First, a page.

The applications of Acetone and Acetic Acid diverge significantly due to their chemical differences. Acetone's rapid evaporation rate and solvent capabilities make it ideal for use in the cosmetics industry, particularly in nail polish removers, as well as in laboratories for cleaning glassware. Acetic Acid's applications span from culinary uses, given its role in vinegar, to industrial applications, such as the synthesis of chemicals and plastics, showcasing its versatility beyond just food additive.
Safety and handling of these compounds also differ; Acetone's flammability requires careful storage and handling to prevent fire hazards. Acetic Acid, particularly in concentrations higher than household vinegar, can cause burns and should be handled with protective equipment to avoid skin or eye contact.

Comparison Chart

Chemical Formula


Functional Group

Ketone (carbonyl group)
Carboxylic acid (carboxyl group)


Soluble in water, alcohol, and oil
Soluble in water, exhibits acidic properties

Main Uses

Solvent in industry, nail polish remover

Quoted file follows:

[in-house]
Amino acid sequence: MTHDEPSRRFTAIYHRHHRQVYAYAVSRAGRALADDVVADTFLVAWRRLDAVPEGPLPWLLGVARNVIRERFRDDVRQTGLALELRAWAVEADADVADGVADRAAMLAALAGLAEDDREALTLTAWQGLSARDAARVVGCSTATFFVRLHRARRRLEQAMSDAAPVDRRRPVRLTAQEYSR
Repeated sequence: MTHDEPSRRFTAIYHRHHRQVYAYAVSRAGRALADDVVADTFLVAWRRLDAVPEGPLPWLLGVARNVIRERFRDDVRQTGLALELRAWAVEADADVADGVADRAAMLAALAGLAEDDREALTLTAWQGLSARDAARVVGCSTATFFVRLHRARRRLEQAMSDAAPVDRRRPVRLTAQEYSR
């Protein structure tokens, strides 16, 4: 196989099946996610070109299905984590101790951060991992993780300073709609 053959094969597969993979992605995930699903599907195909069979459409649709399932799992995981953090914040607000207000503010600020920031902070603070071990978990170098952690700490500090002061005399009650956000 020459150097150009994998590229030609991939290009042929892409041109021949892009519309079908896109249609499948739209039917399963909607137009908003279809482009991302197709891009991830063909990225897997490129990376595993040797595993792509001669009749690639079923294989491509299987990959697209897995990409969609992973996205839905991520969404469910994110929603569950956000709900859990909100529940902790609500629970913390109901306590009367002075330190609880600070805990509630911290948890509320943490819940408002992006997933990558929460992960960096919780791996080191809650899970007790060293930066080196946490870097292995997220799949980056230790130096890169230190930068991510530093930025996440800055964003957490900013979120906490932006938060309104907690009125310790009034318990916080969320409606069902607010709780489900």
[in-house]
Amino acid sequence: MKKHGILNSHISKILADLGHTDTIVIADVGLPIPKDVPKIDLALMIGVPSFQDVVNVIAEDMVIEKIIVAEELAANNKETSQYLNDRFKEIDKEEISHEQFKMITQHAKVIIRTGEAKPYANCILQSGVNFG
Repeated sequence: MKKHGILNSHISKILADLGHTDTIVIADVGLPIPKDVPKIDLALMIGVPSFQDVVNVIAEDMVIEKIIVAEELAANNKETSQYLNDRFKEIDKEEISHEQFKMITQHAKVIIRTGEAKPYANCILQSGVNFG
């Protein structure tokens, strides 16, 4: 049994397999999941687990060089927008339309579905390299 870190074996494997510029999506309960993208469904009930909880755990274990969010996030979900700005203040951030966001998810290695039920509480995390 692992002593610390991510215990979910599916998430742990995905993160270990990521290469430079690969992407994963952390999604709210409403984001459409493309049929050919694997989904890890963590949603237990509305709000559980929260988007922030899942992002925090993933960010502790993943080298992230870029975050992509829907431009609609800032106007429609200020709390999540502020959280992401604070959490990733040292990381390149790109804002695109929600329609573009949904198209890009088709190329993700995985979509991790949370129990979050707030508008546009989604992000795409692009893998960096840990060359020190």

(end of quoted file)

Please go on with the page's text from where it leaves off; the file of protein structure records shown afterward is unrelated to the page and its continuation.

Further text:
Vinegar, industrial chemical production

Physical State

Volatile, colorless liquid
Colorless liquid with a pungent smell


Highly flammable
Less flammable, but corrosive


Plastics, cosmetics, pharmaceuticals
Food industry, polymer and resin production

Compare with Definitions


Acetone is a powerful solvent used in many industrial processes.
Acetone dissolves epoxy for cleaning purposes.

Acetic Acid

Acetic Acid can be used as a household cleaner.
Diluted Acetic Acid cleans windows without leaving streaks.


It is highly volatile and evaporates quickly.
Acetone spills evaporate rapidly from surfaces.

Acetic Acid

It is used in chemical synthesis and industrial processes.
Acetic Acid is a starting material for synthesizing aspirin.


It is a key ingredient in nail polish remover.
Acetone effectively removes nail polish without damaging the nail.

Acetic Acid

It is used in the production of synthetic fibers and plastics.
Acetic Acid is a key raw material in making polyester fibers.


Acetone is used in the production of plastics and synthetic fibers.
Acetone is a solvent in the manufacturing of Plexiglas.

Acetic Acid

Acetic Acid serves as a food preservative due to its antibacterial properties.